A Tale Of Two Parties: De Blasio's District 32 Town Hall
On December 5th, 2017, Council Member Eric Ulrich hosted a Town Hall with Mayor Bill de Blasio for Council District 32 in Belle Harbor. Lasting a little under 3 hours, residents were given the opportunity to address their concerns directly to the mayor and his trusted team of city commissioners. This event was part of de Blasio’s commitment to attend a Town Hall in every City Council District during his tenure. Although Council District 32 includes several Southeast Queens neighborhoods, Rockaway-based issues received the most attention.
Fittingly, storm resiliency and Sandy recovery was by far the biggest topic addressed by community members and was the focus of over a quarter of the questions asked. As a frontline community facing climate change and a community that was decimated by Hurricane Sandy, Rockaway residents are especially sensitive to issues surrounding recovery and resiliency. Community members demanded that measures be taken to counter the evident beach erosion happening along the Rockaway waterfront, including more rock jetties, coral reefs, sand dunes, and natural wildlife barriers along the shorelines. De Blasio promised to specifically address Rockaway waterfront protections during his upcoming meeting with the Army Corps of Engineers in Washington, DC in late January.
Transportation was also a major focus of the meeting, including questions about the proposed QueensRail line, which would connect the Rockaways directly to midtown Manhattan via a defunct LIRR line. De Blasio maintained that he must first see the data provided by the MTA’s feasibility study on the project, which is not yet complete, before making any decisions or giving an opinion one way or the other, and touted other initiatives the city has undertaken to address the problems with public transportation that plague southeast Queens, such as the new ferry and SBS Bus service. In his opening statements, de Blasio announced that because the ferry ridership exceeded expectations this past summer, they are building bigger boats that will be operational by spring of 2018. His discussion of the new Select Bus Service was met with boos, as many car-owning community members in District 32 dislike the fact that SBS takes up its own lane of traffic on Woodhaven and Cross Bay Boulevards. De Blasio responded to the crowd by saying, “You can dislike it, but I guarantee you it helps.” And he’s right - there’s no doubt that SBS does help hundreds of people without car access who rely on these bus lines to access jobs, education, and shopping, even if it does understandably frustrate some car owners in the Howard Beach area and western ends of the Rockaway Peninsula.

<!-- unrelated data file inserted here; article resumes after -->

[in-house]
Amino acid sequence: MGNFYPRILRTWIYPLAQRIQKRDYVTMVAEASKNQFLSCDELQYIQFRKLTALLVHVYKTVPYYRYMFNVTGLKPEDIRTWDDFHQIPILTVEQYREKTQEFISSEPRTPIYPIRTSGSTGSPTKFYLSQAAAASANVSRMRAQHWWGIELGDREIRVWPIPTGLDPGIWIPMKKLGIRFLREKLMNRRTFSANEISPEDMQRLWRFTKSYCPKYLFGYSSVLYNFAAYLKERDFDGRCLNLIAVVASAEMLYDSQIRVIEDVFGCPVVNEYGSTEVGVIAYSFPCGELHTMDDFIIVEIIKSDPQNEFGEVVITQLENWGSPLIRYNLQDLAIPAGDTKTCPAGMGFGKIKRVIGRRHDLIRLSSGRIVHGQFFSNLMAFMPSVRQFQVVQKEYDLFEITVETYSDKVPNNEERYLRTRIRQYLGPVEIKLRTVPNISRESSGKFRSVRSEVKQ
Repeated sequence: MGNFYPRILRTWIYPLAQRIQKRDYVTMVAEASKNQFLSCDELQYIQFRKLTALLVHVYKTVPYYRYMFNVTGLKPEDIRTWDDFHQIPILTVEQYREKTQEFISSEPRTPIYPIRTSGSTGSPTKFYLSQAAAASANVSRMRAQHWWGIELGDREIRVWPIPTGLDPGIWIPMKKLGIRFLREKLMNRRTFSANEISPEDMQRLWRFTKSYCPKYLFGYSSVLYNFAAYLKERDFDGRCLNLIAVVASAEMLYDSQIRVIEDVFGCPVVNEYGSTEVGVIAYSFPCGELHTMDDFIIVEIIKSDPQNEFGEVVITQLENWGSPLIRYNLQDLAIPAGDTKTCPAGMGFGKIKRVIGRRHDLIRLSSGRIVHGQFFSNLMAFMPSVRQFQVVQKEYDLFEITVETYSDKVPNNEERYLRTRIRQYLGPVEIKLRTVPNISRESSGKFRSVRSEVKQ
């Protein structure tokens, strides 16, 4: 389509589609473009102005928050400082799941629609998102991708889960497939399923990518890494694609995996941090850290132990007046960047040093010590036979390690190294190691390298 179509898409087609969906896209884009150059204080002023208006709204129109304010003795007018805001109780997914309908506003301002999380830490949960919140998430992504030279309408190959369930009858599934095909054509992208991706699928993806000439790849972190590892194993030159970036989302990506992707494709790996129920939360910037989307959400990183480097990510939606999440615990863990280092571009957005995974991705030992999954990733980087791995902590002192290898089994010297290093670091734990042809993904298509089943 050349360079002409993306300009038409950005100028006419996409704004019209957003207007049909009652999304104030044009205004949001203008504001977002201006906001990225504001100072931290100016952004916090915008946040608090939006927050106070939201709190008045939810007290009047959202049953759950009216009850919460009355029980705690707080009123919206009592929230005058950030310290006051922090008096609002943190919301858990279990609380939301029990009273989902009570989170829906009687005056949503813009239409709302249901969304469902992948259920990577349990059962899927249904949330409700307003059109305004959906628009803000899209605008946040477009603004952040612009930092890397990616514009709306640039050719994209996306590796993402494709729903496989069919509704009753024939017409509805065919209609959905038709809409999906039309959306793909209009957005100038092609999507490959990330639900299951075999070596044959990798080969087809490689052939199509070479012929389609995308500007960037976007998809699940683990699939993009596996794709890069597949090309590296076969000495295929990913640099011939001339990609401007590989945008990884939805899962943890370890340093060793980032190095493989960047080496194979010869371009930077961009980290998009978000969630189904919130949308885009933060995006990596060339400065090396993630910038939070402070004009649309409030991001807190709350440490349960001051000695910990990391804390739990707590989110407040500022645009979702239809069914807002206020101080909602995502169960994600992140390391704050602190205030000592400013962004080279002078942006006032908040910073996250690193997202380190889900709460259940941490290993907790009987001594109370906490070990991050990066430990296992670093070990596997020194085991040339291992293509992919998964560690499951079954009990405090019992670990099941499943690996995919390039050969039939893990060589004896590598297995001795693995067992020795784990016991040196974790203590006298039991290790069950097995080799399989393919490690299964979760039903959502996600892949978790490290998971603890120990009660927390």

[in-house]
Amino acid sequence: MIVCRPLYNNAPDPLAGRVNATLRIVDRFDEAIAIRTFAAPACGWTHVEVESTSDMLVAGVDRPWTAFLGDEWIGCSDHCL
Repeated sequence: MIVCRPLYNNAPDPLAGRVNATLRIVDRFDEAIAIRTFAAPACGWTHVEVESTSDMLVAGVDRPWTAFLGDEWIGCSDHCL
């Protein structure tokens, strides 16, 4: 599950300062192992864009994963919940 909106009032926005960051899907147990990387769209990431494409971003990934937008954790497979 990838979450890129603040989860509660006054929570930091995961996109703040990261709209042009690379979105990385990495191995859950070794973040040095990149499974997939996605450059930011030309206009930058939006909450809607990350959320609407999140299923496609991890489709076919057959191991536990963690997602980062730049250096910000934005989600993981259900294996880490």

The mayor also fielded questions about education. The public expressed a desire for more “gifted and talented” schools in the district and requested increased city investment in afterschool and STEM programs, especially for middle school students. The city has been relatively responsive to the community’s requests regarding education. In a 2016 town hall meeting in District 31, which includes Far Rockaway, a public school teacher asked what was being done to increase support for students at high risk of suspension. In response, de Blasio and the Deputy Chancellor for the DOE touted the $47 million in increased funding for restorative justice initiatives in NYC public schools.
Other topics brought up during the District 32 Town Hall included increasing healthcare access, improving cell phone service for the Rockaway Peninsula, containing the foul odor emanating from the Wastewater Treatment Plant on Beach Channel Drive, and increasing beach access. De Blasio pledged $200,000 in city funding to provide beach mats on every block between Beach 127th St to Beach 149th St to allow people with disabilities to access the beaches easier. However, as a few community members pointed out, residents who live in the area spanning from Beach 30th St to Beach 60th St still cannot access the beach due to long-standing wildlife protections. Joe Hartigan, a community advocate affectionately dubbed “the ferry guy” by locals, called this inequity in beach access “beach profiling” as the communities in these Far Rockaway areas are largely black and brown. As de Blasio enters his second term, the community can only hope that he has heard their concerns and will remember the many voices in Rockaway as he sets his priorities for the next four years.